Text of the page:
AfterDawn: Tech news

iTunes price change is hurting tracks

Written by Andre Yoskowitz (Google+) @ 11 Apr 2009 21:44 User comments (10)

iTunes price change is hurting tracks Last Tuesday, Apple's iTunes went DRM-free, but at the same time began charging more for new hit singles, $1.29 USD, up from the standard $0.99.
Two days ago, Amazon and Wal-Mart followed the move by upping the price of new tracks by 30 cents as well, to $1.29 on Amazon, and $1.24 at Wal-Mart. Apple now sells older tracks for 69 cents, 99 cents for most new tracks, and $1.29 for the biggest new hits.

It appears, in what can only be described as a "shocking" development, that the rise in prices is hurting sales of the more expensive tracks, and could eventually lead to less revenue as well. These conclusions, from Billboard are only based on two days of data however, and are obviously subject to change. So far, the higher priced songs continue to lose chart positions to lower price songs.

On average, $1.29 songs lost 5.3 places on the Top 100 sales chart, while $0.99 songs gained 2.5 spots. A few of the songs that were initially $.99 on Tuesday but changed to $1.29 on Wednesday lost an average 1.9 places, while those that remained $1.29 for both days lost a huge 7.7 average positions.

The same trend was seen on Thursday with the more expensive tracks losing even more spots, an average of 12.4.

You can view the report here: Billboard

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10 user comments

111.4.2009 22:04

I wonder how long before Apple will reduce their price back to the orginal price and keep everything DRM free.

211.4.2009 23:14

So, this will basically render the Top 100 lists useless... (it's about time!)

312.4.2009 2:13

Originally posted by khmernize:
I wonder how long before Apple will reduce their price back to the orginal price and keep everything DRM free.
It's not Apple...it's the record companies. Apple wanted to keep everything 99 cents, but the record companies would only agree to the DRM-free, higher quality encoding if they would charge more for new singles. What I wonder now is that since 'deep tracks' are now 69 cents, if people will be upset if those go back to 99 cents if they go back to how it was.

412.4.2009 4:02

But the whole Top 40 and Top 100 has always been based on equal availability. With two or three tier pricing you could make an instant hit simply by putting it in the .99 section and giving it an instant boost! In other words, they can manipulate the Top 40, (as if they never did that before)
A side-effect will be that the studios will find that their new hits that they expect to "Go number one with a bullet" won't make it quite as high up the list as they expected, because it will be in the higher priced section!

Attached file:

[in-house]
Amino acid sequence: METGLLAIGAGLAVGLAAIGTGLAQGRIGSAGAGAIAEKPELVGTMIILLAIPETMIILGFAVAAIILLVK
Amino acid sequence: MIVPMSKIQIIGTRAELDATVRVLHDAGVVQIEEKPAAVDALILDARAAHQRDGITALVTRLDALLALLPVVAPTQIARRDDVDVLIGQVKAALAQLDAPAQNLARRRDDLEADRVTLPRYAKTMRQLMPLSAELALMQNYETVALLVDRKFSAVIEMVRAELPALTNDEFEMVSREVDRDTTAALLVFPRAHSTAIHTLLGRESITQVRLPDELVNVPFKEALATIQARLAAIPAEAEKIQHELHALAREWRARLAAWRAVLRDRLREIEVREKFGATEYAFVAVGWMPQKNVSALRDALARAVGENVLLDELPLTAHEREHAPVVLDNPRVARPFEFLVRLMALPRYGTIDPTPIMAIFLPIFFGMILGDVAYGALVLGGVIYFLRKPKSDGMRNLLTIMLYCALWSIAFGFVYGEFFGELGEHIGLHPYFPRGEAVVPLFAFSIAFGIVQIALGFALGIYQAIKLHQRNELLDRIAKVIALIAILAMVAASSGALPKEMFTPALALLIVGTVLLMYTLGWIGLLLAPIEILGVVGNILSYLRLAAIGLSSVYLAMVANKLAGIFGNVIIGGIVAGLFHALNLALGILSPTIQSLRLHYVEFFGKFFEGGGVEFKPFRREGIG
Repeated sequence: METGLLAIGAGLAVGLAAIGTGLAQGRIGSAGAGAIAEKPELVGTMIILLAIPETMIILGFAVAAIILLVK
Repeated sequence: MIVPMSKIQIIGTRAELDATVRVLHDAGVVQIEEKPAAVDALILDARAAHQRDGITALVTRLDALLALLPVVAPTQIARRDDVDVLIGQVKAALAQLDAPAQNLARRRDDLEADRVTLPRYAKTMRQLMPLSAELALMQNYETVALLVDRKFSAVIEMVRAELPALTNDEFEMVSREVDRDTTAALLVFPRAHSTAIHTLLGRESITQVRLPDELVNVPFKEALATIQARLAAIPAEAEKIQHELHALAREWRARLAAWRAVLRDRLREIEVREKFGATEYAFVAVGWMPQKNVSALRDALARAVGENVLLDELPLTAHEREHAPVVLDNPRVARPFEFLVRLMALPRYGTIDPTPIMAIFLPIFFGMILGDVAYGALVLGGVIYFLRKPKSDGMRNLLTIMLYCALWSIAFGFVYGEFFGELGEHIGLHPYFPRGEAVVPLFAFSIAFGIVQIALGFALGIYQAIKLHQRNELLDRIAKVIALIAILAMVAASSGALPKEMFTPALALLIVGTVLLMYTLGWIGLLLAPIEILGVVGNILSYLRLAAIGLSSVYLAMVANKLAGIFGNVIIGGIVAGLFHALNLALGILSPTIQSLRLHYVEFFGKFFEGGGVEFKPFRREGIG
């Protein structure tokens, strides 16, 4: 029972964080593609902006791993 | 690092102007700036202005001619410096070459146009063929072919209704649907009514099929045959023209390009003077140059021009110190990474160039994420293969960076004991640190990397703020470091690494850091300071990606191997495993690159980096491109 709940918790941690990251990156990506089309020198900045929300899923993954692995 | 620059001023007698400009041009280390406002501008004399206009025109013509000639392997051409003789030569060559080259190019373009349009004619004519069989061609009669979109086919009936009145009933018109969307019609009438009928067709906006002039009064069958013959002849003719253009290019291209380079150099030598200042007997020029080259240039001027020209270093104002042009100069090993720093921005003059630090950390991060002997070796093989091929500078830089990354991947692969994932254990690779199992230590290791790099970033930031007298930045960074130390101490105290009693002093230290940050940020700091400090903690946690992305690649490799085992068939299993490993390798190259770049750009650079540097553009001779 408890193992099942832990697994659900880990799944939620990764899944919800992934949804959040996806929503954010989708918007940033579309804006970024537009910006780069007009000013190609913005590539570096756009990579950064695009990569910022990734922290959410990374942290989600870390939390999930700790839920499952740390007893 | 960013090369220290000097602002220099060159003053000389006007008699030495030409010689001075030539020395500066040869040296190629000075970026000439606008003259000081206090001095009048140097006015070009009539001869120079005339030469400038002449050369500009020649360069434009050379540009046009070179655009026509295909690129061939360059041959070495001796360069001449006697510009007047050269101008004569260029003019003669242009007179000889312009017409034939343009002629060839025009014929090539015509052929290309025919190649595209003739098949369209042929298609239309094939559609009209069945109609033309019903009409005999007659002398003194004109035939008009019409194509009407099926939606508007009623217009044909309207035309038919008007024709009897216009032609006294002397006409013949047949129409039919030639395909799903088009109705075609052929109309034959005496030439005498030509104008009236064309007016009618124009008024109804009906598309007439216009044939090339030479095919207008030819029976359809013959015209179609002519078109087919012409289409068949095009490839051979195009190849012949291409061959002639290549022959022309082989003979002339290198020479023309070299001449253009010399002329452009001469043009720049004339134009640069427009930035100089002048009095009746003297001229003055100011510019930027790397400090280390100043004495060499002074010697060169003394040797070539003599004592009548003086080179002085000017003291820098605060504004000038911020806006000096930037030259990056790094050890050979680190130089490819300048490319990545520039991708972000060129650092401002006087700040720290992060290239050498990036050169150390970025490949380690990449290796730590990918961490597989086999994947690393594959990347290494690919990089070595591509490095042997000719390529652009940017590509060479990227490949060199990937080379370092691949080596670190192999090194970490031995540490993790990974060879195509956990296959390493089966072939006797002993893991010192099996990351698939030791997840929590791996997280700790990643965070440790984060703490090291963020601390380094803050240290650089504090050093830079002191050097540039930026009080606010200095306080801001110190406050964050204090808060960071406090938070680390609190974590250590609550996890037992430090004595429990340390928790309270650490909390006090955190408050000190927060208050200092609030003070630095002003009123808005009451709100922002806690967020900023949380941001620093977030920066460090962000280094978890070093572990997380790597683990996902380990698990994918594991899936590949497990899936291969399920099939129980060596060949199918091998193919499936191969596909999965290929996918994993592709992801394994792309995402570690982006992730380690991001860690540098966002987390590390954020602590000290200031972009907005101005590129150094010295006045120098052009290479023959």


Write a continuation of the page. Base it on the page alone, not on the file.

The whole paradigm will fall apart.

512.4.2009 4:34

what did they expect would happen if only businesses in all walks of life would wake up and realise that the better value for money something is the more you will make sky high prices dont always mean high profit . if people see a good price for something they will buy it and you will make more in the long run

612.4.2009 5:17
pphoenix
Inactive

Originally posted by khmernize:
I wonder how long before Apple will reduce their price back to the orginal price and keep everything DRM free.
but it's not the RIP OFF price the RIAA demands, that is hurting the business, It's PIRACY.

RIAA:

* EMI
* Sony
* Universal
* Warner


and the governments say, now lets get on with DPI, now we have installed enough FEAR into everyone.

712.4.2009 19:55

Quote:
but it's not the RIP OFF price the RIAA demands, that is hurting the business, It's PIRACY.

RIAA:

* EMI
* Sony
* Universal
* Warner


and the governments say, now lets get on with DPI, now we have installed enough FEAR into everyone.
Fear you really think they scare people. there the ones that should be afraid.

812.4.2009 23:42

Originally posted by elbald90:
what did they expect would happen if only businesses in all walks of life would wake up and realise that the better value for money something is the more you will make sky high prices dont always mean high profit . if people see a good price for something they will buy it and you will make more in the long run
We know these record companies are really big businesses. I'm pretty sure they have a few people working there that did a good 4 years of college just studying economics. What you just said though is basically true.

913.4.2009 11:00

Originally posted by elbald90:
what did they expect would happen if only businesses in all walks of life would wake up and realise that the better value for money something is the more you will make sky high prices dont always mean high profit . if people see a good price for something they will buy it and you will make more in the long run
Agreed. I picked up a few tracks off of Bush's Sixteen Stone album for 99 cents a piece... it was released in 1994! Even movies that have been out for awhile go on sale, but music in general: not so much!

The full CD on Amazon, or at Best Buy is still 13.99. I need to start going to the library for more of my music before the RIAA realizes that CD's are rented there for FREE. (And DVD's... and of course BOOKS.)

1013.4.2009 15:24

All tracks are still $1 over at Thumbplay and have always been DRM-Free.

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